‘‘All of us have really bad colds,’’ said Rachael Alhadad, who has a hacking cough. ‘‘We just take it day by day, that’s all. That’s all you can do now.’’
Last week, FEMA finally put the Alhadads up in two rooms at a nearby Holiday Inn, where they'll stay until the federal money runs out on Dec. 15. After that, if their home is still uninhabitable, the family might be eligible for a two-month rental assistance grant from FEMA. But they haven’t made plans and aren’t sure what’s next.
Rachael and her husband, Amin, spend their days shuttling back and forth between the hotel and the house, cleaning the house and cooking meals on the gas stove, which is one of the only things in the house that still works.
Now they must wait as their landlord negotiates with his insurance company. As the days grow shorter, the place has become a damp breeding ground for mold.
‘‘They have to bleach the walls. They have to redo all the floors,’’ Rachael said. ‘‘The whole thing. The bathroom, the kitchen cupboards, the fridge.’’
Amin, who emigrated to the U.S. years ago from Dubai, lost his job as a truck driver because he missed so much work after the storm.
The stress of the past few weeks has taken its toll on 14-year-old Ameer and 15-year-old Ayman, who lost all of their school books and supplies in the flood.
‘‘They just got their report cards, and they’re not doing very good at all,’’ Rachael said. ‘‘It’s hard to study. Because then you gotta think about, ‘Oh no, I gotta go home to the same thing again.'’’
— By Meghan Barr.
There was a moment of horrible disbelief when Linda Marten and her sister, Lauren Mullaney, realized that both of their homes on the Rockaway peninsula had burned to the ground the night Sandy came ashore.
‘‘We were both on the phone, crying, saying, ‘How could this happen?'’’ Marten recalled, her voice cracking with emotion. ‘‘How can we both lose our house? Both of us?’’
Mullaney’s home was among the charred wreckage of more than 100 houses in Breezy Point that were destroyed by a massive fire. A few miles farther east in New York City’s borough of Queens, a fire in the town of Belle Harbor swept down Marten’s block, consuming the home she and her husband purchased as newlyweds in 1995.
Now the two sisters live just a few blocks from each other in Marine Park, Brooklyn, where they have relocated with their families since the storm, having lost everything they owned.
‘‘My daughter, she’s 4, she’s had dreams where she said she misses the Breezy house,’’ said Mullaney, who is sharing a rental home with her parents, whose house was damaged by flooding in the storm. ‘‘She just thinks we’re on one big adventure. I won’t let her see what happened.’’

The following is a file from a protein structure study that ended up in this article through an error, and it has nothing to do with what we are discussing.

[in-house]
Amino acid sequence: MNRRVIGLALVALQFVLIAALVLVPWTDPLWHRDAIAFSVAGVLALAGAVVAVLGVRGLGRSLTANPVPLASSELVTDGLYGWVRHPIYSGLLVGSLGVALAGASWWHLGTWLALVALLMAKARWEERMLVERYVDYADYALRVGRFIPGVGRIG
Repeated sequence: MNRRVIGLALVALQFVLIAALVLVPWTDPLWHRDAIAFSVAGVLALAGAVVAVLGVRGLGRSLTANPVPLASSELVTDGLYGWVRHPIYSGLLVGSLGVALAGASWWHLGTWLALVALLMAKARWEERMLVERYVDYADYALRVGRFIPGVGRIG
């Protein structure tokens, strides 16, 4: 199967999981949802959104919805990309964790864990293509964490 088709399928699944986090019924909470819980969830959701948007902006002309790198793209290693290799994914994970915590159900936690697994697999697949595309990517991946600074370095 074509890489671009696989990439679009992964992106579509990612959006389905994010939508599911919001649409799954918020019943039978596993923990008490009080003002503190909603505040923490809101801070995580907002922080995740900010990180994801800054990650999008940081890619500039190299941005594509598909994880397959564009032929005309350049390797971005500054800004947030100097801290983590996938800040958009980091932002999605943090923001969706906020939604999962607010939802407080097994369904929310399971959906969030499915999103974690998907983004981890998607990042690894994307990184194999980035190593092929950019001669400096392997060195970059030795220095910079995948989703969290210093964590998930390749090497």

For Marten, it was crucial to get her children back to school as quickly as possible. Her two youngest boys, 8-year-old Matt and 10-year-old Terence, are among the storm’s many young refugees, relocated temporarily to a new school while their Roman Catholic elementary school, St. Francis de Sales, is repaired from flood damage.
Her eldest son, 15-year-old Ray, has taken refuge at the home of the assistant headmaster at his private high school. There’s simply not enough room for him at the home of Marten’s mother-in-law, where the family of six has been living in cramped quarters for weeks with one dresser drawer of donated clothing each. Ray returns home to see the family every weekend.
‘‘It’s kind of like your kid goes off to college and you don’t see him,’’ Marten said. ‘‘Not having him with me every day and every night is probably the biggest change in our lives right now. It’s hard.’’
The Martens will soon move — before Christmas, they hope — to a rental home in their old neighborhood that has room for all of them. And then they'll set about the task of rebuilding the place they called their dream home.
But Mullaney isn’t as certain that she'll return to devastated Breezy Point, the summery shorefront place she has loved all her life.
While her husband navigates the insurance paperwork, she cares for her daughter and 10-month-old twins and tries to make sense of their new reality.
‘‘Do we sell what we can and go somewhere else? Or do we stay in Breezy and rent until we can rebuild?’’ she wondered. ‘‘We’re just not sure.’’
— By Meghan Barr.
At their Norwalk, Conn., beachfront cottage, Ben and Kim Cesare reflect wearily on how, in one year, they have become experts in disaster and recovery.
Badly flooded after tropical storm Irene, they had just finished rebuilding, when Sandy crashed through their modest two-story home, flooding the basement and first floor, tearing out newly installed windows and doors, shifting walls and dumping gigantic slabs of concrete sea wall onto their backyard.Continued...